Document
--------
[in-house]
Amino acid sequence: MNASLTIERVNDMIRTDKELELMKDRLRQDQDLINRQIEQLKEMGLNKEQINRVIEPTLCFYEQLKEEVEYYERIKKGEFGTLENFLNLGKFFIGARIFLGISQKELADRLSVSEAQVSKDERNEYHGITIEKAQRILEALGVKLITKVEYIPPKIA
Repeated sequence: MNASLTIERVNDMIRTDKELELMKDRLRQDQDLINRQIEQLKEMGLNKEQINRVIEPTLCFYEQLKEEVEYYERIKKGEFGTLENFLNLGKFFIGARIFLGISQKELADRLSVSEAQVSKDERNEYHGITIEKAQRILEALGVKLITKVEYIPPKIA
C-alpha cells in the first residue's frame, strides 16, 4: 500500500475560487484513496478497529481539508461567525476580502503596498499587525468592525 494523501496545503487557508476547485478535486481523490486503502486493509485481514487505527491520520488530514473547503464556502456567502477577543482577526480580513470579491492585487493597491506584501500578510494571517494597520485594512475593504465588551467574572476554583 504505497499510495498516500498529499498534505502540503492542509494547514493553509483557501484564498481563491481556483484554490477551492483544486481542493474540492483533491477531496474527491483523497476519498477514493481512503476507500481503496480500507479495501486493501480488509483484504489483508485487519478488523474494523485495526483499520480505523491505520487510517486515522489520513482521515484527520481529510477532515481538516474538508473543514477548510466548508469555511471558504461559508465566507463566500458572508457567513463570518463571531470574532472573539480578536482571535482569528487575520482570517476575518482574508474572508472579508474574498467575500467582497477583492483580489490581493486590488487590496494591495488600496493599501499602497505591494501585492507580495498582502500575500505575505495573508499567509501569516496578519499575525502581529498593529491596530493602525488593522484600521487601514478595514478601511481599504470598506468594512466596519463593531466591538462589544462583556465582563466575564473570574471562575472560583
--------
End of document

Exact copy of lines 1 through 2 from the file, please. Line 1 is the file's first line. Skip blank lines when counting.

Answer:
[in-house]
Amino acid sequence: MNASLTIERVNDMIRTDKELELMKDRLRQDQDLINRQIEQLKEMGLNKEQINRVIEPTLCFYEQLKEEVEYYERIKKGEFGTLENFLNLGKFFIGARIFLGISQKELADRLSVSEAQVSKDERNEYHGITIEKAQRILEALGVKLITKVEYIPPKIA